Way back on A Slime By Any Other Name, our first O Wow Moments episode, I showed off a fun slime concoction called Oobleck that we regularly make here at the Children’s Museum of Houston. To make Oobleck at home, combine 2 cups of corn starch +1 cup of water + food coloring (I recommend coloring the water first, then adding the corn starch). After mixing it well, you get a bowl of slime that acts like a liquid as it oozes through your fingers but feels like a solid when you hit/poke it.
This is because Oobleck, like ketchup and Silly Putty, is a Non-Newtonian fluid, meaning its viscosity changes based on rules that were not laid out by Sir Issac Newton. Because of these properties, we can bring Oobleck to “life.”
What You Need:
- Tone Generator – there are a number of apps available for mobile technology as well as several free tone generators available for download online if you choose to use a computer. However, most computers and mobile devices do not have enough power for the big speakers we want to use, so you will also need…
- Amplifier – your basic stereo amplifier/receiver will do the trick.
- Audio cable – to connect the audio jack from your mobile device/computer to the stereo (you can usually get them at Radio Shack or similar places)
- Speaker – I recommend a large woofer or subwoofer for this activity – you need to be able to generate a lot of bass tones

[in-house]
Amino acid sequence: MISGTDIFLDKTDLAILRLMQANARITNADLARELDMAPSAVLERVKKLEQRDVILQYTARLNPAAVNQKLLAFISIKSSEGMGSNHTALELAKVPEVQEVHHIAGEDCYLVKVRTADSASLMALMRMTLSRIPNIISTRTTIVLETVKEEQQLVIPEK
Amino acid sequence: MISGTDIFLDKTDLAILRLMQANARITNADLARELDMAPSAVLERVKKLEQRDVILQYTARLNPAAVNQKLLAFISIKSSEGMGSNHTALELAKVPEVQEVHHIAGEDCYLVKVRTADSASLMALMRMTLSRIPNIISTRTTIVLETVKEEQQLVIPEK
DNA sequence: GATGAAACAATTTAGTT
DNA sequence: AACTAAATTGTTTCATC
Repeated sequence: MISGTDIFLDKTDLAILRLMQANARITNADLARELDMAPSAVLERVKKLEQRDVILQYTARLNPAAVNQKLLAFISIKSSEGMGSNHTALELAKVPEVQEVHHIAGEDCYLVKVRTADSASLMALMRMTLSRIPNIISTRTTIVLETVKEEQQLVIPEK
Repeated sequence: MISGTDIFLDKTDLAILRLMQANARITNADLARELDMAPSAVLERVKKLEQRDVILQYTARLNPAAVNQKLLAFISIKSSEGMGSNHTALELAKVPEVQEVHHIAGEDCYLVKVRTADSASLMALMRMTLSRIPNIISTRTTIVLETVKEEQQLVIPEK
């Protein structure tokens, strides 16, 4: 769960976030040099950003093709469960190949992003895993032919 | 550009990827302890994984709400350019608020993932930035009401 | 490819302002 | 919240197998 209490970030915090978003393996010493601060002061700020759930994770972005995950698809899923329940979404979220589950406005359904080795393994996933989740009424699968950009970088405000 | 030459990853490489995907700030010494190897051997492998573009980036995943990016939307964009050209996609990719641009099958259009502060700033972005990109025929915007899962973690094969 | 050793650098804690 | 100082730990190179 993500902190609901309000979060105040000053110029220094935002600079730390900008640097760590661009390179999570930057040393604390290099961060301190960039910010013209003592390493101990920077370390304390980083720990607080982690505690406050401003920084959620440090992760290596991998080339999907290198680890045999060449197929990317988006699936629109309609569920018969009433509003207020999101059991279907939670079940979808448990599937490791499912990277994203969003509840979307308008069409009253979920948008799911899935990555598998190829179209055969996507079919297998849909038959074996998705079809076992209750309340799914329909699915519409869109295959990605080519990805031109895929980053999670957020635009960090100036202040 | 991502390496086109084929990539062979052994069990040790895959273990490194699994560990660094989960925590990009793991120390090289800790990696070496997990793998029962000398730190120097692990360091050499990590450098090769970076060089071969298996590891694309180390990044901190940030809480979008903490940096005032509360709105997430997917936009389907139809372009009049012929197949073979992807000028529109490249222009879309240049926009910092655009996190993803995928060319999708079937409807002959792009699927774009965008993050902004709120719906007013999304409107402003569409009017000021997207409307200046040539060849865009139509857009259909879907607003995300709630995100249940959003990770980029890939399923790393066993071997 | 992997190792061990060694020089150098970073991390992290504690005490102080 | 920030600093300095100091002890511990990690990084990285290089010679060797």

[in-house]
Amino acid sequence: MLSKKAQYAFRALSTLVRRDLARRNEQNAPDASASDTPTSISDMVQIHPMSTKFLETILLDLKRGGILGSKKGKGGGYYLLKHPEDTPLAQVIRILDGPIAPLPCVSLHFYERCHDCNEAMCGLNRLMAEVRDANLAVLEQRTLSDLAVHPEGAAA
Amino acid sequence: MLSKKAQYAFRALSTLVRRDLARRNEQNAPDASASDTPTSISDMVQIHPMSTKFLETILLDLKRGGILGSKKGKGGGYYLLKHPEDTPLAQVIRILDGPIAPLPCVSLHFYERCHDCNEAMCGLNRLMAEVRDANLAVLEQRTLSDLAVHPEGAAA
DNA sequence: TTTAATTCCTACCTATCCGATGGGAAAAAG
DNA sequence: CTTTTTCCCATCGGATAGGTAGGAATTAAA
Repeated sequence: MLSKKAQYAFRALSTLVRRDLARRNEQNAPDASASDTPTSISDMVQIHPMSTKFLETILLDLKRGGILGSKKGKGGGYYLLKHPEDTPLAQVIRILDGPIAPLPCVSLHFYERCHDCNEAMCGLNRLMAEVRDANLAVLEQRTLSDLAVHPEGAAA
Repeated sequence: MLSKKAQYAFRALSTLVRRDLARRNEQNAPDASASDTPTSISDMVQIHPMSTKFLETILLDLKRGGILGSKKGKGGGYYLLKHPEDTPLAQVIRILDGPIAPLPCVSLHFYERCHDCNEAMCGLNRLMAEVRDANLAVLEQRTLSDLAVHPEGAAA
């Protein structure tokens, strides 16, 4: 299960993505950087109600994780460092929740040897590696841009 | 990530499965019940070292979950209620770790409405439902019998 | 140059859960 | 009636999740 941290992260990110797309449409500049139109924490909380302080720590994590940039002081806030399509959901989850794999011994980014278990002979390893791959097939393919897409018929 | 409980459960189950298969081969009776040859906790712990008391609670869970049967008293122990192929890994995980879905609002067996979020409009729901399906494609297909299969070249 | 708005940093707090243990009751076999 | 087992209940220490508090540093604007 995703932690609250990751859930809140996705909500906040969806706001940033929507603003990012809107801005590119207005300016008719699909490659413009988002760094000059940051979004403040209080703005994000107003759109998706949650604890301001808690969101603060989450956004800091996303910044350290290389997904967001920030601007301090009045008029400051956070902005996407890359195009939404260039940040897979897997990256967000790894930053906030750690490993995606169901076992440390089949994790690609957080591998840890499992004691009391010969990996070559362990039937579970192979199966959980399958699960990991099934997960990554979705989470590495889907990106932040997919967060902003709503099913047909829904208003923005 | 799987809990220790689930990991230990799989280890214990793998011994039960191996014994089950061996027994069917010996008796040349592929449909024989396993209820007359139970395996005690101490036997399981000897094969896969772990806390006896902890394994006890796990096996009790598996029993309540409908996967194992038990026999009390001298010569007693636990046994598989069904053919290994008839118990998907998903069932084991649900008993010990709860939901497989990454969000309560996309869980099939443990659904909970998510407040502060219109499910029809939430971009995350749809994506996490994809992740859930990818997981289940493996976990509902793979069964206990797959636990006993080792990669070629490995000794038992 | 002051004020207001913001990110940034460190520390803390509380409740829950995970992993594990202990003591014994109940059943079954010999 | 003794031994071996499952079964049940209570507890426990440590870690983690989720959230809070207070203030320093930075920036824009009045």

- Speaker wire – to connect the speaker to the amplifier
- Baking Pan – I’ve seen videos where they pour the oobleck directly into the speaker, which can ruin the speaker. I’ve also seen them with plastic wrap but, again, I wanted to protect my speaker with more than just a piece of plastic.
- Oobleck – see recipe above
What To Do:
- Mix up the Oobleck. I’d suggest keeping it white for now and add food coloring once you bring it to life – very cool visual
- Hook up the tone generator to the amplifier
- Hook up the speaker to the amplifier
- Set the tone generator to 50 Hz
- Turn on the sound and crank up the volume
- Pour a thin layer of Oobleck into the baking pan (too much and it won’t work)
- Place the pan onto the speaker and hold it in place. You should start to see the tendrils forming. You may need to help get it started using a finger or a pencil.
- If it doesn’t work, try adjusting the tone and/or volume level.
Remember that sound is vibrations. Those vibrations create pressure on the Oobleck causing it to stiffen. The stiffened Oobleck rises with the pressure allowing fluid Oobleck to flow underneath, whereby it stiffens and adds to the tendrils. If a tendril gets too high, it starts to reform a fluid and falls, rejoining the other Oobleck. Try adding some food coloring and watch what happens!
Special thanks to our friends at Region’s Bank for making our O Wow Moments possible!